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Where can I find a list of commands that can be executed from cmd.exe?

Where can I find a list of commands that can be executed from cmd.exe?

In Windows Vista,

Asked by: Guest | Views: 196
Total answers/comments: 5
Guest [Entry]

"As others have pointed out, ""dir *.exe /s"" will find you all the EXEs on the drive, and assuming you have permissions to do so, you can execute all of them directly (so long as you include an absolute path).

And the ""help"" command gives you a listing of basic MS built-ins.

But assuming you want a real answer, of a) a list of actual commands that b) you don't need full pathnames to run and c) include everything on YOUR system, not just Microsoft's tools, you need to discover it programmatically.

I don't know how to do this in DOS (or CMD), but I can give you the steps.

For each directory in your PATH environment variable,
list all files ending in the extensions listed in the PATHEXT environment variable.

When you type a command, PATH is a list of locations where Windows looks for that command, and PATHEXT is a list of file extensions it will append to that command to match to a file. Both are semicolon-separated lists, and both are searched in order. Here's my system:

PATH=c:\WINDOWS\system32;c:\WINDOWS;C:\cygwin\usr\local\bin;C:\cygwin\bin;C:\cygwin\bin;c:\Perl\bin\;c:\Python24;c:\Python24\bin;c:\WINDOWS\System32\Wbem;c:\Program Files\Common Files\GTK\2.0\bin;c:\bin

You can probably guess I've made some modifications to my system PATH; yours will probably be less cluttered. (Or not; QuickTime and Java can't be the only programs that insist they need to add themselves to my path, so yours probably has some unexpected additions too.)

When I execute, say,

C:\> findstr

.. Windows searches each entry in the PATH variable for a file named ""findstr"" (case insensitive). It doesn't find that file in the first entry, so it checks for all possible permutations, by appending the extensions listed in PATHEXT to the command name and checking for that file. First it checks for ""C:\WINDOWS\system32\findstr.com"", but there's no such file. Next it checks ""C:\WINDOWS\system32\findstr.exe"" and finds it, so that's the program it runs.

Hopefully I wasn't trying to run ""C:\WINDOWS\system32\findstr.bat"" or ""C:\bin\findstr.com"" -- those files would have been run had I run one of these:

C:\> findstr.bat
C:\> findstr.com

... but since I only typed ""findstr"", I got the .EXE version.

So that's how Windows runs your commands on the commandline. If you want the full list of words you can type there and have run, you'll need to check your own PATH variable for where to look, and your own PATHEXT variable for what extensions to look for.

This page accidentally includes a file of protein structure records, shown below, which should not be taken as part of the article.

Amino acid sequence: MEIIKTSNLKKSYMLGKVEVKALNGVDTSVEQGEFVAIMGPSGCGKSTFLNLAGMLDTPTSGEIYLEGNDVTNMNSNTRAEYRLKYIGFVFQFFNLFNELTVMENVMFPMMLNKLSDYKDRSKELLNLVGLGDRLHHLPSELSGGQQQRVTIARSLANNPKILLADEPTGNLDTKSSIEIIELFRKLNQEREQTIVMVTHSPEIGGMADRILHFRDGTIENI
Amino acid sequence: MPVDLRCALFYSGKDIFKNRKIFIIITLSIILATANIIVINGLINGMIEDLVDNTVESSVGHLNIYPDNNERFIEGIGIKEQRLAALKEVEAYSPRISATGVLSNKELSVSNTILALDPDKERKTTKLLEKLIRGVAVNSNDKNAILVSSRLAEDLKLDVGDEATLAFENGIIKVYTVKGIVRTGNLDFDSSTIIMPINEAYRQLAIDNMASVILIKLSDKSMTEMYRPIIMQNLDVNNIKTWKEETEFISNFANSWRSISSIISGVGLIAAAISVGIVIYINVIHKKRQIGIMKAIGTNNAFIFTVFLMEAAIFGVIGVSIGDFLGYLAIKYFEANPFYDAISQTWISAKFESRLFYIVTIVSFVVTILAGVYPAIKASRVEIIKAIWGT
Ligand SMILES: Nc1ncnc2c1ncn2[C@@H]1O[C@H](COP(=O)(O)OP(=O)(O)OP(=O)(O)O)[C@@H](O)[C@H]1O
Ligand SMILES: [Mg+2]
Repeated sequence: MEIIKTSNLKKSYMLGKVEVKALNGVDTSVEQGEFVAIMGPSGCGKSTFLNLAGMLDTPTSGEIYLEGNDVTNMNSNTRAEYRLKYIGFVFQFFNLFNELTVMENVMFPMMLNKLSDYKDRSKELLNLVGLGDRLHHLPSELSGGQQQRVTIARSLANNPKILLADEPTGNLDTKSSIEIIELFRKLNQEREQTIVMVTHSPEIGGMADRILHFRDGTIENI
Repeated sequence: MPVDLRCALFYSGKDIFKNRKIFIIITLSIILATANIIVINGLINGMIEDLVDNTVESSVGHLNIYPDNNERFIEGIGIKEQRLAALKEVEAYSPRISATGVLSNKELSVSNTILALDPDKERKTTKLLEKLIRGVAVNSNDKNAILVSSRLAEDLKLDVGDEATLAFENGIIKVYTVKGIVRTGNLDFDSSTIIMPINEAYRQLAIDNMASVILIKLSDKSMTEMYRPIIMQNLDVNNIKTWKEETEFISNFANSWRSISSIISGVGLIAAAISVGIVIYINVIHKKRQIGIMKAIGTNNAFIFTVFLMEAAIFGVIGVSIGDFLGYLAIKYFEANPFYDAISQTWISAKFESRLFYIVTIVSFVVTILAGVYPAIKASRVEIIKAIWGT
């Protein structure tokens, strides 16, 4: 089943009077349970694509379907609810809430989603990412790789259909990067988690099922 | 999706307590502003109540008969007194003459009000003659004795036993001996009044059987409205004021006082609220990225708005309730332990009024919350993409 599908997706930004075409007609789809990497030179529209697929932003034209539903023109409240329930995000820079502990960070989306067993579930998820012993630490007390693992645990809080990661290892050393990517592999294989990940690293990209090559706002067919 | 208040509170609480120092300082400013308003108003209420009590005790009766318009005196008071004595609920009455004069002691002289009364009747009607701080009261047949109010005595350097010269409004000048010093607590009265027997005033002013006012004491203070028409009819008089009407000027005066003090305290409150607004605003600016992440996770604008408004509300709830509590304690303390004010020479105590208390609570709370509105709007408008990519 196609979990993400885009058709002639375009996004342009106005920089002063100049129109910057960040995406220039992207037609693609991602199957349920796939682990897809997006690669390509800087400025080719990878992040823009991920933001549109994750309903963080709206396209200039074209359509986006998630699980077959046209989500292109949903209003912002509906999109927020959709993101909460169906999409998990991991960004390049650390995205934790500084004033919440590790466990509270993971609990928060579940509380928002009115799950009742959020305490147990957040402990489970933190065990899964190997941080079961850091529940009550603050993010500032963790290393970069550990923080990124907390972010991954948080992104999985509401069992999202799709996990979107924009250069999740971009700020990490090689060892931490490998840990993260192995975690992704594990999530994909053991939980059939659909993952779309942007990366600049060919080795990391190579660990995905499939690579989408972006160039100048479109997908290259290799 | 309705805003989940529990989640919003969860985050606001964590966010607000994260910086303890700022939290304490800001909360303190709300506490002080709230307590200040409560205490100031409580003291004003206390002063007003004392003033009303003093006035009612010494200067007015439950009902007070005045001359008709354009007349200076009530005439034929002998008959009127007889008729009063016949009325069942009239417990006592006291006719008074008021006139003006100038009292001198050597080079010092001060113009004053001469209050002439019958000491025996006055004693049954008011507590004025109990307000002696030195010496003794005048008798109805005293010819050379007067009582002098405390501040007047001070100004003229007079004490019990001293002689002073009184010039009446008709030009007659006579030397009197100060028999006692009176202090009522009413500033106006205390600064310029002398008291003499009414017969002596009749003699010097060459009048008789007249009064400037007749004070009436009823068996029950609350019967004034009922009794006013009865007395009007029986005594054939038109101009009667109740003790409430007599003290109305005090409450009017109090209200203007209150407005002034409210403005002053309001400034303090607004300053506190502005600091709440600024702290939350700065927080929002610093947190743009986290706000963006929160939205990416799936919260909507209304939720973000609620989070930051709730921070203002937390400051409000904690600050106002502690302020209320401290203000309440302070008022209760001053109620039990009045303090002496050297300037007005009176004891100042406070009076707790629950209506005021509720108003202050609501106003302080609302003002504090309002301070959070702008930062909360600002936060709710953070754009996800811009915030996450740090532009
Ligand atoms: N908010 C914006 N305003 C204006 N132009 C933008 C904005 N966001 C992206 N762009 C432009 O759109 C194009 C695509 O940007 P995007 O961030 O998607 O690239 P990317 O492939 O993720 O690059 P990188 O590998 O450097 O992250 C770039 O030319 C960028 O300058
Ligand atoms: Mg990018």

C:\> set | findstr PATH

(If anyone else wants to chime in with a succinct DOS commandline that will automate this, please weigh in!)"
Guest [Entry]

"In Windows Vista, Start->Run->cmd opens cmd.exe.
Where can I find a list of all the commands that can be executed there?



in the command prompt will give you a survey of the cmd commands, most left from the dos days. However, to get a list of everything that can be started from a cmd prompt (which is .exe, .com, .bat, .cmd and various executable files, like .pyc and so on, you'd have to do

c:\> dir *.exe,*.com,*.bat,*... /s

(this will also get you some browser cookies ending in .com, so ignore those)"
Guest [Entry]

"Along with the help or /? after a command in question is prefer this site


not only does it list all of them but you can click on the to get the sub commands for each and how its used"
Guest [Entry]

"I can scrape the list using Powershell (from ss64.com/nt/):
(invoke-WebRequest ""ss64.com/nt/"").AllElements | where-object {$_.tagName -eq ""pre""} | select-object -Expand OuterText"
Guest [Entry]

"Building on quack quixote's answer, I made a batch file to dump the list for you.

:: Delete any old log
set logName=ListCmdPrograms.log
del %logName% > nul

:: Start the recursive function
call :parsePath ""%path%""

:: Cleanup
goto :eof

:: Loop through all the folders in the PATH variable
set folders=%~1
for /F ""tokens=1* delims=;"" %%a in (""%folders%"") do (
if not ""%%a"" == """" call :searchPath ""%%a""
if not ""%%b"" == """" call :parsePath ""%%b""
goto :eof

:: Search a folder found in the PATH variable
echo %~1 >> %logName%
call :findExts ""%~1"", ""%pathext%""
echo. >> %logName%
goto :eof

:: Loop through all the extensions in the PATHEXT variable
set folder=%~1
set exts=%~2
for /F ""tokens=1* delims=;"" %%c in (""%exts%"") do (
if not [""%%c""] EQU [""""] call :exportFindings ""%folder%"", ""%%c""
if not [""%%d""] EQU [""""] call :findExts ""%folder%"", ""%%d""
goto :eof

:: Search for an extension found in the PATHEXT variable
set folder=%~1
set ext=%~2
if NOT [%folder:~-1%] EQU [\] set folder=%folder%\
echo %folder%*%ext%
dir /b %folder%*%ext% >> %logName%
goto :eof

It output a log file in the same folder as the batch file with results that look like this:
C:\Program Files (x86)\Common Files\Intel\Shared Libraries\redist\ia32\mpirt

C:\Program Files (x86)\Common Files\Intel\Shared Libraries\redist\ia32\compiler